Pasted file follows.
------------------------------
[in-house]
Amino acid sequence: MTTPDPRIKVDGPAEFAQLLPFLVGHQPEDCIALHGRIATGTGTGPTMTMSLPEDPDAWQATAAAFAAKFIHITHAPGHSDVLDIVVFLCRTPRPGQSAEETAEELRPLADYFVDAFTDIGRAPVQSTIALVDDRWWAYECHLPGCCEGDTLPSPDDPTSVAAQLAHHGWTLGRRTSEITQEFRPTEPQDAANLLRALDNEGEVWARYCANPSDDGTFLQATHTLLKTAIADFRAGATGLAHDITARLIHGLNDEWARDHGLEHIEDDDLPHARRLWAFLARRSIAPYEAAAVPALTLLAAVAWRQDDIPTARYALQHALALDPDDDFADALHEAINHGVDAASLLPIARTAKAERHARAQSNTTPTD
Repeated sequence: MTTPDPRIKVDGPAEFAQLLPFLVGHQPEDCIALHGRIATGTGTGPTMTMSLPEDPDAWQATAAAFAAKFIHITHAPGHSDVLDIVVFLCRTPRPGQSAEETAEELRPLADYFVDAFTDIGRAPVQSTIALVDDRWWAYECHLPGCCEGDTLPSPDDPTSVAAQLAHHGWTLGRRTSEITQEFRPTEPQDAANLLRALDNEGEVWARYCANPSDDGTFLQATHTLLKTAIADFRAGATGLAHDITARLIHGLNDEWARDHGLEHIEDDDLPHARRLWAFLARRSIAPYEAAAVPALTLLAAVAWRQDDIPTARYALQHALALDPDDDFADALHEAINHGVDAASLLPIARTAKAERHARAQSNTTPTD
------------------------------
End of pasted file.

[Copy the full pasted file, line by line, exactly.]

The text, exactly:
[in-house]
Amino acid sequence: MTTPDPRIKVDGPAEFAQLLPFLVGHQPEDCIALHGRIATGTGTGPTMTMSLPEDPDAWQATAAAFAAKFIHITHAPGHSDVLDIVVFLCRTPRPGQSAEETAEELRPLADYFVDAFTDIGRAPVQSTIALVDDRWWAYECHLPGCCEGDTLPSPDDPTSVAAQLAHHGWTLGRRTSEITQEFRPTEPQDAANLLRALDNEGEVWARYCANPSDDGTFLQATHTLLKTAIADFRAGATGLAHDITARLIHGLNDEWARDHGLEHIEDDDLPHARRLWAFLARRSIAPYEAAAVPALTLLAAVAWRQDDIPTARYALQHALALDPDDDFADALHEAINHGVDAASLLPIARTAKAERHARAQSNTTPTD
Repeated sequence: MTTPDPRIKVDGPAEFAQLLPFLVGHQPEDCIALHGRIATGTGTGPTMTMSLPEDPDAWQATAAAFAAKFIHITHAPGHSDVLDIVVFLCRTPRPGQSAEETAEELRPLADYFVDAFTDIGRAPVQSTIALVDDRWWAYECHLPGCCEGDTLPSPDDPTSVAAQLAHHGWTLGRRTSEITQEFRPTEPQDAANLLRALDNEGEVWARYCANPSDDGTFLQATHTLLKTAIADFRAGATGLAHDITARLIHGLNDEWARDHGLEHIEDDDLPHARRLWAFLARRSIAPYEAAAVPALTLLAAVAWRQDDIPTARYALQHALALDPDDDFADALHEAINHGVDAASLLPIARTAKAERHARAQSNTTPTD